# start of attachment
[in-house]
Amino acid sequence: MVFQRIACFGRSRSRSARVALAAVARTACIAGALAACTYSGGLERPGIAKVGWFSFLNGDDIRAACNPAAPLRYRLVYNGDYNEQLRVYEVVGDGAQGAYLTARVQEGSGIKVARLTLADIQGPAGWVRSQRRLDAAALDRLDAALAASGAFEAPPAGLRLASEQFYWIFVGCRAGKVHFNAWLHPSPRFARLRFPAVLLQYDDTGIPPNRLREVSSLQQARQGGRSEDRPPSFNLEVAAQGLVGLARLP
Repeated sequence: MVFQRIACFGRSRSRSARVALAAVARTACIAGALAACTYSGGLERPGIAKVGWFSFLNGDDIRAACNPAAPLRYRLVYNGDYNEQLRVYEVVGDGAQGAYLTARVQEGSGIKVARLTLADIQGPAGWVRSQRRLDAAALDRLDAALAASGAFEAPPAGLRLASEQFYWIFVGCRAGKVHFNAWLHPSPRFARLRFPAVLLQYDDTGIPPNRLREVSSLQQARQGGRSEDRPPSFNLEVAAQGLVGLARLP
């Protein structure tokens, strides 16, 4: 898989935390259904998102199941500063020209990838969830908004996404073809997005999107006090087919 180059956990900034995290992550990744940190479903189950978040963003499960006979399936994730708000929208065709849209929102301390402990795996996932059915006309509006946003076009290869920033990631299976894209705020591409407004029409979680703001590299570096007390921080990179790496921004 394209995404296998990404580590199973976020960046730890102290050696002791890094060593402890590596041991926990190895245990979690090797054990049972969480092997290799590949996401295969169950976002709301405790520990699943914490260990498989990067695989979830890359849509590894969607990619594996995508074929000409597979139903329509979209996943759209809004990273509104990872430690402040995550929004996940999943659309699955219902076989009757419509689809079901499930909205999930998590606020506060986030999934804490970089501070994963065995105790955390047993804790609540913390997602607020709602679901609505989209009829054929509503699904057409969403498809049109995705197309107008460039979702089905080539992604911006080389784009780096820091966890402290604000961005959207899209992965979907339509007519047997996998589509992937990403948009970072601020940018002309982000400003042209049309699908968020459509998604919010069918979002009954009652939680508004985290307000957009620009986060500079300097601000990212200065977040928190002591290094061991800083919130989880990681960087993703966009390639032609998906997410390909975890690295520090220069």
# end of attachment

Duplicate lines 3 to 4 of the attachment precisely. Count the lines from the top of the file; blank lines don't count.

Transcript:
Repeated sequence: MVFQRIACFGRSRSRSARVALAAVARTACIAGALAACTYSGGLERPGIAKVGWFSFLNGDDIRAACNPAAPLRYRLVYNGDYNEQLRVYEVVGDGAQGAYLTARVQEGSGIKVARLTLADIQGPAGWVRSQRRLDAAALDRLDAALAASGAFEAPPAGLRLASEQFYWIFVGCRAGKVHFNAWLHPSPRFARLRFPAVLLQYDDTGIPPNRLREVSSLQQARQGGRSEDRPPSFNLEVAAQGLVGLARLP
């Protein structure tokens, strides 16, 4: 898989935390259904998102199941500063020209990838969830908004996404073809997005999107006090087919 180059956990900034995290992550990744940190479903189950978040963003499960006979399936994730708000929208065709849209929102301390402990795996996932059915006309509006946003076009290869920033990631299976894209705020591409407004029409979680703001590299570096007390921080990179790496921004 394209995404296998990404580590199973976020960046730890102290050696002791890094060593402890590596041991926990190895245990979690090797054990049972969480092997290799590949996401295969169950976002709301405790520990699943914490260990498989990067695989979830890359849509590894969607990619594996995508074929000409597979139903329509979209996943759209809004990273509104990872430690402040995550929004996940999943659309699955219902076989009757419509689809079901499930909205999930998590606020506060986030999934804490970089501070994963065995105790955390047993804790609540913390997602607020709602679901609505989209009829054929509503699904057409969403498809049109995705197309107008460039979702089905080539992604911006080389784009780096820091966890402290604000961005959207899209992965979907339509007519047997996998589509992937990403948009970072601020940018002309982000400003042209049309699908968020459509998604919010069918979002009954009652939680508004985290307000957009620009986060500079300097601000990212200065977040928190002591290094061991800083919130989880990681960087993703966009390639032609998906997410390909975890690295520090220069």